Thomas reports on education in India, and states that while progress has been made, there is still work to be done.
Six years ago the Indian government passed the Right to Education Act, which provides free and compulsory education to all children in the age group 6 to 14, to help children in the country better access education. But a new survey of the study has found that around 6 million children in India are still out of school. A Times of India article published on July 27th further broke down the numbers to show that almost half of those children come for the Scheduled Tribes and Scheduled Castes.
The survey was administered across India, so the numbers presented are a general look at school children in the country, and different states probably contribute more to these numbers than others. For instance, the numbers for states like Goa and Kerala, where the education sector has made great advances, probably contribute less than other states, such as Bihar.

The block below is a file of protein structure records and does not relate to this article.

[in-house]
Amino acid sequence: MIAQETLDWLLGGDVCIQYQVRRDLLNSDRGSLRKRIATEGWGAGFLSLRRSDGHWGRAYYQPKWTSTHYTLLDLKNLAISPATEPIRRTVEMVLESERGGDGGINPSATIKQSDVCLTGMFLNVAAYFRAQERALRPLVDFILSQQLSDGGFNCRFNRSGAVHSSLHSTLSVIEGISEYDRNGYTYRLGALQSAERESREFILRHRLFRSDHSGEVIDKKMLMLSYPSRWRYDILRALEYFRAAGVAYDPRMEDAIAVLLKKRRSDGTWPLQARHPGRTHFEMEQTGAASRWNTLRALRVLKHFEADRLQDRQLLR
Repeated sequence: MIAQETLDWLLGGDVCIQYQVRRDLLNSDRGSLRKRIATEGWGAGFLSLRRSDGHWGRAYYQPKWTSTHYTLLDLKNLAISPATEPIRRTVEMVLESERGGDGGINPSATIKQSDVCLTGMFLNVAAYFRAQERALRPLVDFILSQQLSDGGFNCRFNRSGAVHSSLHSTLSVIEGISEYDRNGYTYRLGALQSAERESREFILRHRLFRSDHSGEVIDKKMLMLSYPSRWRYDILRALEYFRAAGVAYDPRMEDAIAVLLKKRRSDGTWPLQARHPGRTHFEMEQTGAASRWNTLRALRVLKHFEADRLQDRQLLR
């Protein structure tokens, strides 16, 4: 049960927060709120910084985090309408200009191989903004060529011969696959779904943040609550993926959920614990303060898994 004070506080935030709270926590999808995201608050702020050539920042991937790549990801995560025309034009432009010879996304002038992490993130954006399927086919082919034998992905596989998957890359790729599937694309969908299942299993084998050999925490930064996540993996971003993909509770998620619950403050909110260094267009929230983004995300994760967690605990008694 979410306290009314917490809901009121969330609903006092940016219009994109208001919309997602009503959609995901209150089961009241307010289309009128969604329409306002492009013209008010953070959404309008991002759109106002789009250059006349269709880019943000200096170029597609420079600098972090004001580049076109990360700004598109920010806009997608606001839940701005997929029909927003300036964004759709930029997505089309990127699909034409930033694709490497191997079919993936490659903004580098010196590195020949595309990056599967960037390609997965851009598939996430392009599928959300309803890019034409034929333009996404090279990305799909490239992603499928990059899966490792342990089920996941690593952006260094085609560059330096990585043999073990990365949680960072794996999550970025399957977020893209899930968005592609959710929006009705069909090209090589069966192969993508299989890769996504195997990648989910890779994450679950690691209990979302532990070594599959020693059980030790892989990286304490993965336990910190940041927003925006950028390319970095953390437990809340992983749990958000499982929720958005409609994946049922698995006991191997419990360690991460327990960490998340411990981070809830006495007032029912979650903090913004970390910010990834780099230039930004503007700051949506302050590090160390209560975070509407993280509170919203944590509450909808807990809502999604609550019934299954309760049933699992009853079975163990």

This is especially important to remember when looking at the sex ratio of students receiving an education. According to the survey, there are more girls in India receiving education than boys. While this shows that India has made progress in its achievement towards gender parity in education, it is likely that there are still states and communities where gender parity in education has a long way to go.
Another interesting set of numbers are the amount of students that go to schools in urban areas versus rural areas. The survey shows that there are many more students not receiving an early education in rural areas than in urban areas.
The numbers from the survey show that there is still work to be done in helping all children in India receive a proper education.